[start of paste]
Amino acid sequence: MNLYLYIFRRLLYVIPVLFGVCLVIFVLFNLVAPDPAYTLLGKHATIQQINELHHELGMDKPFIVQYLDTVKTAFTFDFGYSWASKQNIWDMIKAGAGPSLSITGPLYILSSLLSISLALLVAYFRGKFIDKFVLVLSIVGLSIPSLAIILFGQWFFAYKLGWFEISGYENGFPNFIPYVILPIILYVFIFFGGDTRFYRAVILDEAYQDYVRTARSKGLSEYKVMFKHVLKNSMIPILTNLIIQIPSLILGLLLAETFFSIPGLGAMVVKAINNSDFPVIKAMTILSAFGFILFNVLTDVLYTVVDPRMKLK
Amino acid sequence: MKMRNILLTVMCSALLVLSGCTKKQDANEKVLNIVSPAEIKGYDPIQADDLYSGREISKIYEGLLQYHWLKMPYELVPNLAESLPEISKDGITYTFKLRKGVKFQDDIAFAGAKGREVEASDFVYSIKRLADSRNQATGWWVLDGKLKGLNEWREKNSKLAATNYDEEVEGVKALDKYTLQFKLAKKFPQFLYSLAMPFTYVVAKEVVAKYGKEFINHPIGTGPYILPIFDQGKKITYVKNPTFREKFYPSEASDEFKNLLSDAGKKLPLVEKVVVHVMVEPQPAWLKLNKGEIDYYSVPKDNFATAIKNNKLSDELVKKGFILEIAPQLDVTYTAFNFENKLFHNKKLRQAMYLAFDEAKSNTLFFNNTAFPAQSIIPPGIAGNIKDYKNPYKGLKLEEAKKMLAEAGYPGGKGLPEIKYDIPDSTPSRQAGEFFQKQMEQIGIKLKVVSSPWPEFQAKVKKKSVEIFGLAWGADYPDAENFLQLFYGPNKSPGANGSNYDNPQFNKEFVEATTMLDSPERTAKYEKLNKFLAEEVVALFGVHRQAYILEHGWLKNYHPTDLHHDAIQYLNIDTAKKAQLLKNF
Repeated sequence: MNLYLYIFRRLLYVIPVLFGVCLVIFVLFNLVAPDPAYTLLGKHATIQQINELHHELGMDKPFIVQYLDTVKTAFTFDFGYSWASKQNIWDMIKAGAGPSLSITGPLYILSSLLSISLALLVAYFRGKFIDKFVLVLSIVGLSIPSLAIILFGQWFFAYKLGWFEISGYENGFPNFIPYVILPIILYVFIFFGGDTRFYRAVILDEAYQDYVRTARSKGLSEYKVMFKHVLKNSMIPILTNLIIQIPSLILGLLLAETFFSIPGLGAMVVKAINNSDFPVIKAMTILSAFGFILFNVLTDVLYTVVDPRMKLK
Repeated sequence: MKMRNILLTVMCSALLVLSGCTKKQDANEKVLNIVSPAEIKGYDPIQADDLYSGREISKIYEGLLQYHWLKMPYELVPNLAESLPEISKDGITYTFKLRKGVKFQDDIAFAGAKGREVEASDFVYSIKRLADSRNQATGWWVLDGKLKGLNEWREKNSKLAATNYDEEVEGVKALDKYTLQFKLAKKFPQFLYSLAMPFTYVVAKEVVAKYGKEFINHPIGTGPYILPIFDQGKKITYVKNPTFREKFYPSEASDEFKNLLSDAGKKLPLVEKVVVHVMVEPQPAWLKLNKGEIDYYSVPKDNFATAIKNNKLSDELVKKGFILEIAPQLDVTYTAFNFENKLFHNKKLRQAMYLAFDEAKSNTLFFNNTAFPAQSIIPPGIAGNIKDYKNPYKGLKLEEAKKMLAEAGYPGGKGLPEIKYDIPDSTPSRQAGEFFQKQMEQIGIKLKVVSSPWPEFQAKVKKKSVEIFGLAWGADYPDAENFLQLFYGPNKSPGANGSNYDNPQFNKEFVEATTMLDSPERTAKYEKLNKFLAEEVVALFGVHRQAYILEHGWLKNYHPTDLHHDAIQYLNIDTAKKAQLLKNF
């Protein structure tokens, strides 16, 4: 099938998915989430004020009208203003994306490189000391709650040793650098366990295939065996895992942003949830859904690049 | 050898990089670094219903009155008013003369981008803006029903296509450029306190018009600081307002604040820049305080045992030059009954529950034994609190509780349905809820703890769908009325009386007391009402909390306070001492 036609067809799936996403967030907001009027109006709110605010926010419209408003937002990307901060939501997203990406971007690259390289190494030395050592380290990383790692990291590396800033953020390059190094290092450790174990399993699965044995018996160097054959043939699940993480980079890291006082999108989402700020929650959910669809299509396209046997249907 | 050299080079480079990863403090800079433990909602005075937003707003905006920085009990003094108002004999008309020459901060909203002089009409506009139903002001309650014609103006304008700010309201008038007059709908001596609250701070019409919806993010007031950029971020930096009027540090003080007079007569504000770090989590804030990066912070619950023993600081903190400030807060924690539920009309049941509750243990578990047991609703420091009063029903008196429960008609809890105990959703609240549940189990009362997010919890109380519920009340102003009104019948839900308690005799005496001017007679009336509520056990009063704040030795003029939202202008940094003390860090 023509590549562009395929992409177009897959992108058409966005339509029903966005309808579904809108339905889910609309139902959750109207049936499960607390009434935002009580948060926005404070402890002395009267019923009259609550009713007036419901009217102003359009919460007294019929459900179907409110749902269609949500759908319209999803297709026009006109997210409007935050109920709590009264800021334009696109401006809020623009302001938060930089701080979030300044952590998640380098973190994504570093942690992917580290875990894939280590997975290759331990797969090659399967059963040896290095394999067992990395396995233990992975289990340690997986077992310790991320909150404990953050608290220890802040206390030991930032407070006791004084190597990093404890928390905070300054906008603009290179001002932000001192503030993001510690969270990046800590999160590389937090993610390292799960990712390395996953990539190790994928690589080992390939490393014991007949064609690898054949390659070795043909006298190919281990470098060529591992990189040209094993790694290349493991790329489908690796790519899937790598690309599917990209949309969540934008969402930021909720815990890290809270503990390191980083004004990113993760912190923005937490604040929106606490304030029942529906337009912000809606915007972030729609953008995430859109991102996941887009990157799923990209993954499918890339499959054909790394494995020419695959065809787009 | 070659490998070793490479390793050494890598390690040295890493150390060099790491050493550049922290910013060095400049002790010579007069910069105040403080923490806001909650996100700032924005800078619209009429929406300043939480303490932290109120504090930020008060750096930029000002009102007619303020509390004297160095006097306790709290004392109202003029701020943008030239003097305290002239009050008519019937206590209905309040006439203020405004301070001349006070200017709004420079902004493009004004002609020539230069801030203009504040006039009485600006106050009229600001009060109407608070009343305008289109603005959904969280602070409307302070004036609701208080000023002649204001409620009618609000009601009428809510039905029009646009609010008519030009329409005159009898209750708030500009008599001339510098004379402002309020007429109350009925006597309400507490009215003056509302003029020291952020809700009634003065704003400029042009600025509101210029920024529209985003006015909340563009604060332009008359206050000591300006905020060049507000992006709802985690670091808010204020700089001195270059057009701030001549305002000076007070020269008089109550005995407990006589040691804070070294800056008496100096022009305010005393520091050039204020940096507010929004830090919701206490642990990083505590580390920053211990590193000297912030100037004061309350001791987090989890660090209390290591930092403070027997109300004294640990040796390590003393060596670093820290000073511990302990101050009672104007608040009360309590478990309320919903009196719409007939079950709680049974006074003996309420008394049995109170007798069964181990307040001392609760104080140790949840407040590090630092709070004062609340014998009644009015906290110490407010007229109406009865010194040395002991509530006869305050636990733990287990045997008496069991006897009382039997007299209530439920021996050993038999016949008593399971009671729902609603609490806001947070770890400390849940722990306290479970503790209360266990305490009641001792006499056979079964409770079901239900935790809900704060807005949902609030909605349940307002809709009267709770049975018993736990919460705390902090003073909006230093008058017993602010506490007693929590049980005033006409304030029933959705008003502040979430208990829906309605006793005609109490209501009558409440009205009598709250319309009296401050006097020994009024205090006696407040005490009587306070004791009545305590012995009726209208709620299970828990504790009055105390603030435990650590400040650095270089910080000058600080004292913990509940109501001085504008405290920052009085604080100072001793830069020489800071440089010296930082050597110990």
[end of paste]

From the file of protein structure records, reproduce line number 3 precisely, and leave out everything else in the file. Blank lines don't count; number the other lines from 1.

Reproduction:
Repeated sequence: MNLYLYIFRRLLYVIPVLFGVCLVIFVLFNLVAPDPAYTLLGKHATIQQINELHHELGMDKPFIVQYLDTVKTAFTFDFGYSWASKQNIWDMIKAGAGPSLSITGPLYILSSLLSISLALLVAYFRGKFIDKFVLVLSIVGLSIPSLAIILFGQWFFAYKLGWFEISGYENGFPNFIPYVILPIILYVFIFFGGDTRFYRAVILDEAYQDYVRTARSKGLSEYKVMFKHVLKNSMIPILTNLIIQIPSLILGLLLAETFFSIPGLGAMVVKAINNSDFPVIKAMTILSAFGFILFNVLTDVLYTVVDPRMKLK